Common cancer treatments such as radiotherapy and chemotherapy do work in attacking cancerous cells, but at the same time they also cause serious damage to regular cells. This is why cancer treatment takes such a toll on patients’ health. I have spent my last 30 years as a researcher searching for a method that only targets cancerous cells without damaging healthy ones.
How does “near-infrared photoimmunotherapy” target only cancerous cells?
KOBAYASHI: There are two methods. The first method attacks the cancerous cells directly.
In this method, a special antibody, which only binds itself to the protrusions found on cancerous cells, is chemically joined to a photosensitizer called “IR700” and injected into the bloodstream. The antibody then traverses the body together with the IR700, finding and “docking” on to cancerous cells.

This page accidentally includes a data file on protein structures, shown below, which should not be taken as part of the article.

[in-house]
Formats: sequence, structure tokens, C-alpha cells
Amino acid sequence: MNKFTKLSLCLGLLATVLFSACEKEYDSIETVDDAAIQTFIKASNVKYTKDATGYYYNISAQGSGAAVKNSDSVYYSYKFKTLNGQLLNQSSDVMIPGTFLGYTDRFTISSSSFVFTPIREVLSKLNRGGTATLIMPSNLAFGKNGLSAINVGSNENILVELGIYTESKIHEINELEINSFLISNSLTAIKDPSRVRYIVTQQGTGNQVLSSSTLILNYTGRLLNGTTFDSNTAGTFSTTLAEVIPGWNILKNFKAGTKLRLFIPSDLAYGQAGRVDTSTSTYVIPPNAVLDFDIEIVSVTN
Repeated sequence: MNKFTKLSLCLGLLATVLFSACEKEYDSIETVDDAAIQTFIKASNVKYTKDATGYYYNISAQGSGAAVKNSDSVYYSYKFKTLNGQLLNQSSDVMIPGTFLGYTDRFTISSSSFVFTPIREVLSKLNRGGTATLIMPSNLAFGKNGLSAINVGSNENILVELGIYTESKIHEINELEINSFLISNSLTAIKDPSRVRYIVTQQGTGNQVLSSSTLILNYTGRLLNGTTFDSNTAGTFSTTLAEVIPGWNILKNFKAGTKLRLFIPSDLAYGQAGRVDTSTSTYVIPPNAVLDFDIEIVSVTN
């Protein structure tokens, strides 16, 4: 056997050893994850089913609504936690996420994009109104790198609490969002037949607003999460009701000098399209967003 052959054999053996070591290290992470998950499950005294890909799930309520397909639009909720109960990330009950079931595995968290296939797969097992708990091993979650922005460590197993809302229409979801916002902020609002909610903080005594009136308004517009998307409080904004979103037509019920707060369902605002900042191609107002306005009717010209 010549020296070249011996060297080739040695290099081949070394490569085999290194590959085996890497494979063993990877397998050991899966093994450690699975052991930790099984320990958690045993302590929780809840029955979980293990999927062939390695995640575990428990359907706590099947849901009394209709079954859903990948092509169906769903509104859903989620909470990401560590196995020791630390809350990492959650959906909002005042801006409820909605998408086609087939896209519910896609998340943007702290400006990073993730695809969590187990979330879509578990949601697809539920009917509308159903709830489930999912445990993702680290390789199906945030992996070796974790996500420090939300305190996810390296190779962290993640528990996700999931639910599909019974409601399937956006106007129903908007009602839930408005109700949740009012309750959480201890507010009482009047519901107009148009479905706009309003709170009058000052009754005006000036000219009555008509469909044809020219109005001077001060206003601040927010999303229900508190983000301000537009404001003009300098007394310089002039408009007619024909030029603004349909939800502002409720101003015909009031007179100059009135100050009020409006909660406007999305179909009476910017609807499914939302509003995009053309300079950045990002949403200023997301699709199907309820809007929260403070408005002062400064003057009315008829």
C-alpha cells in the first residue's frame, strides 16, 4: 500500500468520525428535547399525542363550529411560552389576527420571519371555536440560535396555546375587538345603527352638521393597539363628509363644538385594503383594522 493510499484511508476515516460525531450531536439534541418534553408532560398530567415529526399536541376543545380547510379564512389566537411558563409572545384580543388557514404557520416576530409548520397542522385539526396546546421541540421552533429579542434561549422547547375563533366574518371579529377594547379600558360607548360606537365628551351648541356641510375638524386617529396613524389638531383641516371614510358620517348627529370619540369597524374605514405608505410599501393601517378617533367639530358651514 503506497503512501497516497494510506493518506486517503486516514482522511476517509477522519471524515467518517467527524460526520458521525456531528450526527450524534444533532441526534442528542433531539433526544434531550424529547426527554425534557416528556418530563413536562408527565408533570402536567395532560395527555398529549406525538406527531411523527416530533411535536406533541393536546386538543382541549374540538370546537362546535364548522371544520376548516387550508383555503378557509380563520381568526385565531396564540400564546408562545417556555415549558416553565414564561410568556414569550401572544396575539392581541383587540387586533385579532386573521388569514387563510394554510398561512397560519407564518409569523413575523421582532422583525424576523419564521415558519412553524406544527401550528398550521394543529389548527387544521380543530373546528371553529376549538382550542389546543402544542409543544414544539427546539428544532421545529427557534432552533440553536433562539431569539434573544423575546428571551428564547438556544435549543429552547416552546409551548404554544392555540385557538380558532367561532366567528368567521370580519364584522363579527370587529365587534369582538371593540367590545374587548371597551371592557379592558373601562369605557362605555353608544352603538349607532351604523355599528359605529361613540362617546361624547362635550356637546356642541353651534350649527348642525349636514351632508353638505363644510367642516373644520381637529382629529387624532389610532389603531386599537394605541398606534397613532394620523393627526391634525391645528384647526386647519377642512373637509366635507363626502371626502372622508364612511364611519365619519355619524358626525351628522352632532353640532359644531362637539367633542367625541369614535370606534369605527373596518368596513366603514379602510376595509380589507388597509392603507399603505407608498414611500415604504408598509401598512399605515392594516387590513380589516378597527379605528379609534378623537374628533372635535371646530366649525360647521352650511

By locating the docked cells and shining near-infrared light on them, the IR700 undergoes a chemical reaction which pierces the cell membrane, allowing water through the perforation and causing the cancerous cell to expand and rupture in a matter of seconds.
In April 2015, the treatment was authorized to advance into clinical studies by the U.S. Food & Drug Administration (FDA), and human trials (phase 2) will soon be completed. How are things going so far?